Investment Association figures for November last year show UK investors deployed £24.5 billion in Japanese all-cap and small-cap. This is a number not to be sniffed at. But who is allocating?
Secular de-risking of UK corporate pension schemes continues apace and so equity investments have generally shrunk.
Oliver Wayne, lead equity researcher at institutional investment consultant Redington, says that it is typically only the largest corporate pension schemes and endowments that consider Japanese equities, with most taking exposure through broader global equity mandates.
The intermediated wealth channel differs somewhat. Demand there for risk assets remains strong. Jamie Frere-Scott, head of research at RMCP, says dedicated Japanese equities exposure may account for up to 3%-5% of a balanced portfolio. This number resonated with other panel members.
The corporate governance J-curve
Since 2012, no Japanese fund research meeting passes without mention of Abenomics and its ‘three arrows’: monetary stimulus, fiscal expansion and structural reforms. Shinzo Abe put forward these ideas on his re-election in 2012 with the ambition of jolting Japan from its flatlining growth and targeting reflation of the economy.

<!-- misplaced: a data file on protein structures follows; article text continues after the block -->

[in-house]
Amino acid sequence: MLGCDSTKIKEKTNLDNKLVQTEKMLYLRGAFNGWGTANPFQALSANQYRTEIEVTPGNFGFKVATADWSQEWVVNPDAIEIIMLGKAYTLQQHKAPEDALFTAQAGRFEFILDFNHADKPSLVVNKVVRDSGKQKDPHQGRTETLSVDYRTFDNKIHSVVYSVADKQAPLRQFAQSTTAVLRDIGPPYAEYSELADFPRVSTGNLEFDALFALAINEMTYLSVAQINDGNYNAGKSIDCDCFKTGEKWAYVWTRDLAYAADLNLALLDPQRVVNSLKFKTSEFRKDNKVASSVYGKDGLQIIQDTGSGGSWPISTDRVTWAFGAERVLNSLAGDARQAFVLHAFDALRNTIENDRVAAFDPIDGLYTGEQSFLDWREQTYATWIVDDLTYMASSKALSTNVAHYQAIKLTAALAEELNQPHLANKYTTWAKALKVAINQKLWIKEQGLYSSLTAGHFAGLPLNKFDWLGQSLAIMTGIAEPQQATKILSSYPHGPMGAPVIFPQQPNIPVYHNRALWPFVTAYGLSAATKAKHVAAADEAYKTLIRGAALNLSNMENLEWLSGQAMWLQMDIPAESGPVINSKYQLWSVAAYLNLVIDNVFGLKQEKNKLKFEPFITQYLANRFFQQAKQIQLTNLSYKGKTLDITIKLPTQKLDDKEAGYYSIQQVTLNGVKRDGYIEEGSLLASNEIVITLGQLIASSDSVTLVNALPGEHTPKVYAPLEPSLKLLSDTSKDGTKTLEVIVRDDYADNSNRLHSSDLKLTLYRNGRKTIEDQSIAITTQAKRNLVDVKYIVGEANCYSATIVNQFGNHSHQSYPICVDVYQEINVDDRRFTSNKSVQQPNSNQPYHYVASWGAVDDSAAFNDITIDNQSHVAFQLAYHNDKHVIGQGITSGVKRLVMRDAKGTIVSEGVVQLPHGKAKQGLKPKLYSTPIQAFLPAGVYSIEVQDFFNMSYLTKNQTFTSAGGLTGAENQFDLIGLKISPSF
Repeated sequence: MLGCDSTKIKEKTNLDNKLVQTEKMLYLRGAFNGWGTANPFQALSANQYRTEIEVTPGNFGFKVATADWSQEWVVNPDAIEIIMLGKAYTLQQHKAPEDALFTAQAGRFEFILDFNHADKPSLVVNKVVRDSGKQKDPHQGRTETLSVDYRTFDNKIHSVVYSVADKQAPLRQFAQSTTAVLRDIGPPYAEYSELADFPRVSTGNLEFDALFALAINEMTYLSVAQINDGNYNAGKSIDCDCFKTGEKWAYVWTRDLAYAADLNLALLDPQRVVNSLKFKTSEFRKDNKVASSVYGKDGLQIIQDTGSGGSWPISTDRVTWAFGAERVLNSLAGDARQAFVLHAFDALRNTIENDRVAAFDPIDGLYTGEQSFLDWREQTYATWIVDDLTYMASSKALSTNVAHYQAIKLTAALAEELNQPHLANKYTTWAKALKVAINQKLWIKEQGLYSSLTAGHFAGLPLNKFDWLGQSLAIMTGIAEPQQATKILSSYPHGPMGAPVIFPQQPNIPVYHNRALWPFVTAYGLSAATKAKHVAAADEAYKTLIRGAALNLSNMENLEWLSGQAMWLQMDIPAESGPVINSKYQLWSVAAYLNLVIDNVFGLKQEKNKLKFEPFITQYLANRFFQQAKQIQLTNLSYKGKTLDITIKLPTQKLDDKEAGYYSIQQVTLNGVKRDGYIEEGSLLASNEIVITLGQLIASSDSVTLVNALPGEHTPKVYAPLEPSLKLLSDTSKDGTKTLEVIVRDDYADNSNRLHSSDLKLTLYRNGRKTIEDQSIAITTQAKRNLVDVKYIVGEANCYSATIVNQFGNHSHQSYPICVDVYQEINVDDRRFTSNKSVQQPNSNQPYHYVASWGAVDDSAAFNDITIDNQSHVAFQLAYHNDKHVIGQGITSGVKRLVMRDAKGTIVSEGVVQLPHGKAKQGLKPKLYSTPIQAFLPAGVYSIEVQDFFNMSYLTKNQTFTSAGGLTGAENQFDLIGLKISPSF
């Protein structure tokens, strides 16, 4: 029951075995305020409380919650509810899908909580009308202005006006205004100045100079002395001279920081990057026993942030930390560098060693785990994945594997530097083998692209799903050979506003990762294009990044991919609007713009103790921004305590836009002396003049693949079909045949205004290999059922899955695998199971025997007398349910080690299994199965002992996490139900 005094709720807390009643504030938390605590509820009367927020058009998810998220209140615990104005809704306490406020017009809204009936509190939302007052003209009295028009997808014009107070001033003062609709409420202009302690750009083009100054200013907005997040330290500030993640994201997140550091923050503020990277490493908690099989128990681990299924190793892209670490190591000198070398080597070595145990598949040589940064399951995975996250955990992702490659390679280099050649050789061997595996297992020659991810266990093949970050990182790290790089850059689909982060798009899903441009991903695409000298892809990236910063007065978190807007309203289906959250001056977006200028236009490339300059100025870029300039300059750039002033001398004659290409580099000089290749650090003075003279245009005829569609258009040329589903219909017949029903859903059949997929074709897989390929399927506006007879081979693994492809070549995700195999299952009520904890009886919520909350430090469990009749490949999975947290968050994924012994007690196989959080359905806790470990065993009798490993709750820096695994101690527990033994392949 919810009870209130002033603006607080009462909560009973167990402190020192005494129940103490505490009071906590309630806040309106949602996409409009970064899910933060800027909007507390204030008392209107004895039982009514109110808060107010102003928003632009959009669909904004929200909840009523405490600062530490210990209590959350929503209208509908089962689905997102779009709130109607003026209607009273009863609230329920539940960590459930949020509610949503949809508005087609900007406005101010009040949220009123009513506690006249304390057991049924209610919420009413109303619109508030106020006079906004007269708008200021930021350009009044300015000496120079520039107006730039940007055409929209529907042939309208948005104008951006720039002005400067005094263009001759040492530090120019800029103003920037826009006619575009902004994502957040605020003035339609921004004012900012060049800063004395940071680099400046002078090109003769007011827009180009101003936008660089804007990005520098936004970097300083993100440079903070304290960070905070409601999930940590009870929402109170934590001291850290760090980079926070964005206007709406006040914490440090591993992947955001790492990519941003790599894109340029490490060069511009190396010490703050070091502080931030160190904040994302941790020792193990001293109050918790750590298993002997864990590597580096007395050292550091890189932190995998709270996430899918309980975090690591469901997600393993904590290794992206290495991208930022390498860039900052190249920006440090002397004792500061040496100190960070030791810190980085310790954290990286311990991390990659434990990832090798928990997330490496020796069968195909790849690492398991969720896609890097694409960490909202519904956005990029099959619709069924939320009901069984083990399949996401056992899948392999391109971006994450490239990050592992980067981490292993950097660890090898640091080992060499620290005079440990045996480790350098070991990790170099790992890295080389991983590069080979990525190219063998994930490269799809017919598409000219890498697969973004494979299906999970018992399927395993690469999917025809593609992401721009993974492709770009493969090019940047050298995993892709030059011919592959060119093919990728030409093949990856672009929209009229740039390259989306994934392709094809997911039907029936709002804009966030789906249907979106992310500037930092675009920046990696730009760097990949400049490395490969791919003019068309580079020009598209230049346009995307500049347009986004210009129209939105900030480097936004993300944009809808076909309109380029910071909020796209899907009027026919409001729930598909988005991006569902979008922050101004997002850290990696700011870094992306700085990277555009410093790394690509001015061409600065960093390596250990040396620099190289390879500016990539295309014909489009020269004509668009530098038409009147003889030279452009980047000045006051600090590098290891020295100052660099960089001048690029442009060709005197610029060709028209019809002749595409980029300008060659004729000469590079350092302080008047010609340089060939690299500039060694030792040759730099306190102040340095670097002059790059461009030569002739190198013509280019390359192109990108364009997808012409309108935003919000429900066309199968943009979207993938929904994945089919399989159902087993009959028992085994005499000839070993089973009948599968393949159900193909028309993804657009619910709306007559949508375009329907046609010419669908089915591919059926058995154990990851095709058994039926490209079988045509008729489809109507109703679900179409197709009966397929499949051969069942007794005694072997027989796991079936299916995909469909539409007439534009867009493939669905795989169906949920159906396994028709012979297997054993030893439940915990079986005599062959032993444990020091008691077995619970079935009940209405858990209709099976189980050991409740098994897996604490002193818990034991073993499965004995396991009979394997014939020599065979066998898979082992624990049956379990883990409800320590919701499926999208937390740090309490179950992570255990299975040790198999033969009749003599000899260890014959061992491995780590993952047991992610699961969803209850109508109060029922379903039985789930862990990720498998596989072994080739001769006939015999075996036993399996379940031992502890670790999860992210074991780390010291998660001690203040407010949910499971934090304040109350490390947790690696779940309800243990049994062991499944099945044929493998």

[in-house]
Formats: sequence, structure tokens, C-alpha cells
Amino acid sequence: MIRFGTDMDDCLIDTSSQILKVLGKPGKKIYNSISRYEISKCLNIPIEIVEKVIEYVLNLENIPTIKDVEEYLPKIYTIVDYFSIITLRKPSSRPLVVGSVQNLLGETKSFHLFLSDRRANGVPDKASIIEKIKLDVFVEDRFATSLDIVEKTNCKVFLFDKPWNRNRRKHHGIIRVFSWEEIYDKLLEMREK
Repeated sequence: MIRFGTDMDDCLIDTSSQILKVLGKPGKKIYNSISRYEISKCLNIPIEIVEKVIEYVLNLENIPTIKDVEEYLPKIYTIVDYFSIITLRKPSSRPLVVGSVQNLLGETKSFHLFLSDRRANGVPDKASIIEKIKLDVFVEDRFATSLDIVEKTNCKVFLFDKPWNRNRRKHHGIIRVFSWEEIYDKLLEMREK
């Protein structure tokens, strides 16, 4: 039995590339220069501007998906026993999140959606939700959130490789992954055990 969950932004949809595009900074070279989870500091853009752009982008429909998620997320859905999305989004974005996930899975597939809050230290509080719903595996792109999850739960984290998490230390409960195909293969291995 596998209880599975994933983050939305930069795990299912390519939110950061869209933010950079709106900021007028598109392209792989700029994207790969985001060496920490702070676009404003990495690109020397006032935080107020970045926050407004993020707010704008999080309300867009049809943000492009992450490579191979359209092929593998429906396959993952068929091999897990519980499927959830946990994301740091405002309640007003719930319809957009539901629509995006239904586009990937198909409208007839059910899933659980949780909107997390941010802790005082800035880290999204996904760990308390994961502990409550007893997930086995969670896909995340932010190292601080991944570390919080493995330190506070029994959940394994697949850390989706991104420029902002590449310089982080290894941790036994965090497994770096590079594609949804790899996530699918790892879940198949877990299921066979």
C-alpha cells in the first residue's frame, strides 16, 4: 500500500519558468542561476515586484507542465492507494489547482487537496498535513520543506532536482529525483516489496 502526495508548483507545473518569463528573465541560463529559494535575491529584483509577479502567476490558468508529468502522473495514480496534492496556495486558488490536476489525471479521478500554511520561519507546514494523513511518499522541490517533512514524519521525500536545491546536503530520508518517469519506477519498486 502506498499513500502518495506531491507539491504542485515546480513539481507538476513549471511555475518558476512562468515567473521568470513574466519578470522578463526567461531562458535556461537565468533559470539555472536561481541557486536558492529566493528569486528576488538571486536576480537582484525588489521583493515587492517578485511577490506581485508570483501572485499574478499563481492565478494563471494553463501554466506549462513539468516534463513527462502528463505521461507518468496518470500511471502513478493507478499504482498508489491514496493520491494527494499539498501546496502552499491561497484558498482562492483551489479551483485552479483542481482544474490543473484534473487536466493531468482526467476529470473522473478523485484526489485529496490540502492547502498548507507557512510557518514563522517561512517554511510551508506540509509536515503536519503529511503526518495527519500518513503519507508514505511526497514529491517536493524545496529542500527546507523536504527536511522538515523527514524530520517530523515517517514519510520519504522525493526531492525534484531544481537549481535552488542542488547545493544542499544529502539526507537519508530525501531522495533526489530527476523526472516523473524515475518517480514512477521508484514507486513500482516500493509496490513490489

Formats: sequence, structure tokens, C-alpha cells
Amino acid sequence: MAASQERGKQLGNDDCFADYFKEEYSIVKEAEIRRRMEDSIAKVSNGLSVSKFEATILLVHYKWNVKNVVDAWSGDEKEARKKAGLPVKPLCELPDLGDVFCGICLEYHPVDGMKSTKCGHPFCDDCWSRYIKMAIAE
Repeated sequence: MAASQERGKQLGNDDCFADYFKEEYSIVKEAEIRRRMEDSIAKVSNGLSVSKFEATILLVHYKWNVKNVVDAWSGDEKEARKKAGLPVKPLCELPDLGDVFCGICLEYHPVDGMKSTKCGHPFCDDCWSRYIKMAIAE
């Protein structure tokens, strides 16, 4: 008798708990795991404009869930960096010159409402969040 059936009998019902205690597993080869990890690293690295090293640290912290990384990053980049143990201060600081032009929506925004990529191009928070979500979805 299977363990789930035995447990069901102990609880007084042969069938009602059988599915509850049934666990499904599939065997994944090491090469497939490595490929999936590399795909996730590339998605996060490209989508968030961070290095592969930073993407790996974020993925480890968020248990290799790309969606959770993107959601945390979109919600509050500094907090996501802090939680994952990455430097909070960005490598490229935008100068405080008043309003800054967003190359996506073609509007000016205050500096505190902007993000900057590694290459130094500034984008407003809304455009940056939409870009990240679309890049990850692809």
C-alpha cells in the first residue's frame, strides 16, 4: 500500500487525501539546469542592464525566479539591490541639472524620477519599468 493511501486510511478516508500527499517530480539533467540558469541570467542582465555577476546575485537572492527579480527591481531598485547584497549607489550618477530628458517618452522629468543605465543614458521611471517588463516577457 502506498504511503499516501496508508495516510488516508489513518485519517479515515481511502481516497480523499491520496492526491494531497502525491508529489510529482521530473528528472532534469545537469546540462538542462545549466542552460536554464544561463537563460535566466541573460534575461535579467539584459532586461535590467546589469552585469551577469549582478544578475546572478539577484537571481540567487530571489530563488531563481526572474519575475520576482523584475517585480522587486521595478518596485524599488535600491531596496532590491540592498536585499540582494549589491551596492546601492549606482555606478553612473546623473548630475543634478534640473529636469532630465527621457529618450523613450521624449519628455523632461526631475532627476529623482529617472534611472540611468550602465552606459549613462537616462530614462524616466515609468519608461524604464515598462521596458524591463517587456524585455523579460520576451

With the first two arrows showing some positive signs of impact, our panel focused on the third and vital area of structural reforms, including corporate governance initiatives.
Carl Vine, co-head of Asian equities and lead portfolio manager of M&G Investment’s Japan Equity Fund and Japan Smaller Companies Fund, has been covering Japanese equities for over 20 years.
“In the eighties and nineties there was a debate raging about the nature of Japanese capitalism and the shift away from a model where capital was not really allocated but seemingly distributed by the main banks at the direction of the government, to a private market allocation of capital,” he says.
Vine notes that Japanese companies have done a decent job of getting their margins up – but capital allocation had been poor. This is a vital point.
“We thought this change in capital allocation might take five to seven years. It’s taken about 20!”